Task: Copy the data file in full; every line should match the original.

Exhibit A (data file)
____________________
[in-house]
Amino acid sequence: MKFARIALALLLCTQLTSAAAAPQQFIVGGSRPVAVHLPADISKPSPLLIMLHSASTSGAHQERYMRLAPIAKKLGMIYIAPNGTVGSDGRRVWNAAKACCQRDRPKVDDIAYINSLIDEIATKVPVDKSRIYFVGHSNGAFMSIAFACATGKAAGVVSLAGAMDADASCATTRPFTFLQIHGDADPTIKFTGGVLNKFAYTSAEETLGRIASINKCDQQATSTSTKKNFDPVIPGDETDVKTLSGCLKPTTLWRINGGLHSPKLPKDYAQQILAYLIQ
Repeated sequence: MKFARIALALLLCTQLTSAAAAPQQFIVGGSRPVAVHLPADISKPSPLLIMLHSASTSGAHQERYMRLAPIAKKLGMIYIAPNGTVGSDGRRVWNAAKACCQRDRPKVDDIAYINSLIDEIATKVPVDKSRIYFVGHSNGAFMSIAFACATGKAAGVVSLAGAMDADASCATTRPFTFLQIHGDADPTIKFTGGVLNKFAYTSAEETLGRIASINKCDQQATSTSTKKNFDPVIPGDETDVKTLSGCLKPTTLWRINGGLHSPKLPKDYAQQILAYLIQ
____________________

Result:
[in-house]
Amino acid sequence: MKFARIALALLLCTQLTSAAAAPQQFIVGGSRPVAVHLPADISKPSPLLIMLHSASTSGAHQERYMRLAPIAKKLGMIYIAPNGTVGSDGRRVWNAAKACCQRDRPKVDDIAYINSLIDEIATKVPVDKSRIYFVGHSNGAFMSIAFACATGKAAGVVSLAGAMDADASCATTRPFTFLQIHGDADPTIKFTGGVLNKFAYTSAEETLGRIASINKCDQQATSTSTKKNFDPVIPGDETDVKTLSGCLKPTTLWRINGGLHSPKLPKDYAQQILAYLIQ
Repeated sequence: MKFARIALALLLCTQLTSAAAAPQQFIVGGSRPVAVHLPADISKPSPLLIMLHSASTSGAHQERYMRLAPIAKKLGMIYIAPNGTVGSDGRRVWNAAKACCQRDRPKVDDIAYINSLIDEIATKVPVDKSRIYFVGHSNGAFMSIAFACATGKAAGVVSLAGAMDADASCATTRPFTFLQIHGDADPTIKFTGGVLNKFAYTSAEETLGRIASINKCDQQATSTSTKKNFDPVIPGDETDVKTLSGCLKPTTLWRINGGLHSPKLPKDYAQQILAYLIQ